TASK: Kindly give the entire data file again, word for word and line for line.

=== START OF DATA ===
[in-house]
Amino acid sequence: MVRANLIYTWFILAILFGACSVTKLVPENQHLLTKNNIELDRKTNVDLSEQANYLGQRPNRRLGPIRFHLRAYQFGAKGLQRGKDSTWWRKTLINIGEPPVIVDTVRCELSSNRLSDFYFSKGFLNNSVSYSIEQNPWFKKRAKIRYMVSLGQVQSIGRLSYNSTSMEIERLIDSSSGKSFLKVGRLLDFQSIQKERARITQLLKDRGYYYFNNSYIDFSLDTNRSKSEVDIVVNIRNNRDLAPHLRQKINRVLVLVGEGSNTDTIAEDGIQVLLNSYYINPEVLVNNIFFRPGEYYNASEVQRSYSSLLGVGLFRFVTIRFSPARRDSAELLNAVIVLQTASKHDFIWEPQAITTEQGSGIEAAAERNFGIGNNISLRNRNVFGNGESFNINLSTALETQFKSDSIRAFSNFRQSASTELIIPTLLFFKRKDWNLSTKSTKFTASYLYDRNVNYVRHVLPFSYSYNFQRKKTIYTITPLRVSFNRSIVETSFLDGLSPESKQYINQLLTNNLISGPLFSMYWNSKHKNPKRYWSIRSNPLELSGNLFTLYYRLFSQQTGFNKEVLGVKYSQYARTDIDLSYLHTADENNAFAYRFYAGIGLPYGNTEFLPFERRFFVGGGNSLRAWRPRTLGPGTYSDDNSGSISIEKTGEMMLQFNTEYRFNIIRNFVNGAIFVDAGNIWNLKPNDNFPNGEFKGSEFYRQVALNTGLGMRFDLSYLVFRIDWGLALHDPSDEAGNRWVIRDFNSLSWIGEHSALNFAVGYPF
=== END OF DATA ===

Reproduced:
[in-house]
Amino acid sequence: MVRANLIYTWFILAILFGACSVTKLVPENQHLLTKNNIELDRKTNVDLSEQANYLGQRPNRRLGPIRFHLRAYQFGAKGLQRGKDSTWWRKTLINIGEPPVIVDTVRCELSSNRLSDFYFSKGFLNNSVSYSIEQNPWFKKRAKIRYMVSLGQVQSIGRLSYNSTSMEIERLIDSSSGKSFLKVGRLLDFQSIQKERARITQLLKDRGYYYFNNSYIDFSLDTNRSKSEVDIVVNIRNNRDLAPHLRQKINRVLVLVGEGSNTDTIAEDGIQVLLNSYYINPEVLVNNIFFRPGEYYNASEVQRSYSSLLGVGLFRFVTIRFSPARRDSAELLNAVIVLQTASKHDFIWEPQAITTEQGSGIEAAAERNFGIGNNISLRNRNVFGNGESFNINLSTALETQFKSDSIRAFSNFRQSASTELIIPTLLFFKRKDWNLSTKSTKFTASYLYDRNVNYVRHVLPFSYSYNFQRKKTIYTITPLRVSFNRSIVETSFLDGLSPESKQYINQLLTNNLISGPLFSMYWNSKHKNPKRYWSIRSNPLELSGNLFTLYYRLFSQQTGFNKEVLGVKYSQYARTDIDLSYLHTADENNAFAYRFYAGIGLPYGNTEFLPFERRFFVGGGNSLRAWRPRTLGPGTYSDDNSGSISIEKTGEMMLQFNTEYRFNIIRNFVNGAIFVDAGNIWNLKPNDNFPNGEFKGSEFYRQVALNTGLGMRFDLSYLVFRIDWGLALHDPSDEAGNRWVIRDFNSLSWIGEHSALNFAVGYPF